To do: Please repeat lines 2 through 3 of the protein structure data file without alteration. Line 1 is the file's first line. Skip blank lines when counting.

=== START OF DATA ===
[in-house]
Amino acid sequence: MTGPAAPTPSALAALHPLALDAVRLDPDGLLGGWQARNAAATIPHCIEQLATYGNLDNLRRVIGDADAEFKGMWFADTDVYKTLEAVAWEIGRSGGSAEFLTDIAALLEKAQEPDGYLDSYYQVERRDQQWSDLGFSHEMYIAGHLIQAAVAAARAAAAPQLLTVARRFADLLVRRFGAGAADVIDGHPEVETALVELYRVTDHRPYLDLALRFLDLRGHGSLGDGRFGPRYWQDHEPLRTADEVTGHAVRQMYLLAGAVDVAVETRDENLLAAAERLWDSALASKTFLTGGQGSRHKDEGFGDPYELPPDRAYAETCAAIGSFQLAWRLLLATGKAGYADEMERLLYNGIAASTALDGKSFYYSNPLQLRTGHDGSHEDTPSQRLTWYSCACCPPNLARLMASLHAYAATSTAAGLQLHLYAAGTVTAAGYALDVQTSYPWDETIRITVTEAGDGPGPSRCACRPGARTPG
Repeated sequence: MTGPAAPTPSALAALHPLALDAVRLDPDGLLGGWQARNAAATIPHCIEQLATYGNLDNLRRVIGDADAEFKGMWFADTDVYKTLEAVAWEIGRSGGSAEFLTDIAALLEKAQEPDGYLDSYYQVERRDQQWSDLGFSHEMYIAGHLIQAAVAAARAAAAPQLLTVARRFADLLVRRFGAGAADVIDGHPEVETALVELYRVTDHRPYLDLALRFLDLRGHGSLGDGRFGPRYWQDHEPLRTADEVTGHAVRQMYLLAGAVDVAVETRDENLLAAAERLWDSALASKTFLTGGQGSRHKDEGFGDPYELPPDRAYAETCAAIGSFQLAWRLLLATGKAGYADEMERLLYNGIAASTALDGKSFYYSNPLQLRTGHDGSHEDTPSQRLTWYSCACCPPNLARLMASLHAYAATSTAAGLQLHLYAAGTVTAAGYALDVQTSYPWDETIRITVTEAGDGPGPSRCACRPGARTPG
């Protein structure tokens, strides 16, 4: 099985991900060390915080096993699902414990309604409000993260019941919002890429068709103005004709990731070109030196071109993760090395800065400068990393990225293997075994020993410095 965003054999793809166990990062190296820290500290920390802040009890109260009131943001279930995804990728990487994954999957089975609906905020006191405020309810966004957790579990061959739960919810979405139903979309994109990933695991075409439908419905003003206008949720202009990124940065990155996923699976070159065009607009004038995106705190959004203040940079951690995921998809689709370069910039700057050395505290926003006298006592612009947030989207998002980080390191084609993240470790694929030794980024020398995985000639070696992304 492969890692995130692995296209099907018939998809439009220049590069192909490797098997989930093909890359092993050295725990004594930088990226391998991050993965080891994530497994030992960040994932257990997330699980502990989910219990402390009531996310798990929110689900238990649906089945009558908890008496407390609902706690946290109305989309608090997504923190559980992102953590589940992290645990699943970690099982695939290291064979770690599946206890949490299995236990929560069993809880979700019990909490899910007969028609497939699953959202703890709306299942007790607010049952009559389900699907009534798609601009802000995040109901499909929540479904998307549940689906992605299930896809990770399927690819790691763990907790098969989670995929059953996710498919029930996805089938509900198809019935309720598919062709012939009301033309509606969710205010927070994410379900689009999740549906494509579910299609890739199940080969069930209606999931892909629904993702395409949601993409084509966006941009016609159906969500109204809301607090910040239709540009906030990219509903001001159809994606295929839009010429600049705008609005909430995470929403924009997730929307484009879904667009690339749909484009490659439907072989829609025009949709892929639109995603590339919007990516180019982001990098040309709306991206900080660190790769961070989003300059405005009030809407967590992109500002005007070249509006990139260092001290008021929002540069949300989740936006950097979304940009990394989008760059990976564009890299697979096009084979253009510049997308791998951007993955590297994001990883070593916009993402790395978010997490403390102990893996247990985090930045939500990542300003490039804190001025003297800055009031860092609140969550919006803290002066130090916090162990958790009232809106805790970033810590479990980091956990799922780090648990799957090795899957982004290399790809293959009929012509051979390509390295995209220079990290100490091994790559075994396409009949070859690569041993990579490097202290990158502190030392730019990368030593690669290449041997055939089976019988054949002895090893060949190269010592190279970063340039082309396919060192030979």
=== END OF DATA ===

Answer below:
Amino acid sequence: MTGPAAPTPSALAALHPLALDAVRLDPDGLLGGWQARNAAATIPHCIEQLATYGNLDNLRRVIGDADAEFKGMWFADTDVYKTLEAVAWEIGRSGGSAEFLTDIAALLEKAQEPDGYLDSYYQVERRDQQWSDLGFSHEMYIAGHLIQAAVAAARAAAAPQLLTVARRFADLLVRRFGAGAADVIDGHPEVETALVELYRVTDHRPYLDLALRFLDLRGHGSLGDGRFGPRYWQDHEPLRTADEVTGHAVRQMYLLAGAVDVAVETRDENLLAAAERLWDSALASKTFLTGGQGSRHKDEGFGDPYELPPDRAYAETCAAIGSFQLAWRLLLATGKAGYADEMERLLYNGIAASTALDGKSFYYSNPLQLRTGHDGSHEDTPSQRLTWYSCACCPPNLARLMASLHAYAATSTAAGLQLHLYAAGTVTAAGYALDVQTSYPWDETIRITVTEAGDGPGPSRCACRPGARTPG
Repeated sequence: MTGPAAPTPSALAALHPLALDAVRLDPDGLLGGWQARNAAATIPHCIEQLATYGNLDNLRRVIGDADAEFKGMWFADTDVYKTLEAVAWEIGRSGGSAEFLTDIAALLEKAQEPDGYLDSYYQVERRDQQWSDLGFSHEMYIAGHLIQAAVAAARAAAAPQLLTVARRFADLLVRRFGAGAADVIDGHPEVETALVELYRVTDHRPYLDLALRFLDLRGHGSLGDGRFGPRYWQDHEPLRTADEVTGHAVRQMYLLAGAVDVAVETRDENLLAAAERLWDSALASKTFLTGGQGSRHKDEGFGDPYELPPDRAYAETCAAIGSFQLAWRLLLATGKAGYADEMERLLYNGIAASTALDGKSFYYSNPLQLRTGHDGSHEDTPSQRLTWYSCACCPPNLARLMASLHAYAATSTAAGLQLHLYAAGTVTAAGYALDVQTSYPWDETIRITVTEAGDGPGPSRCACRPGARTPG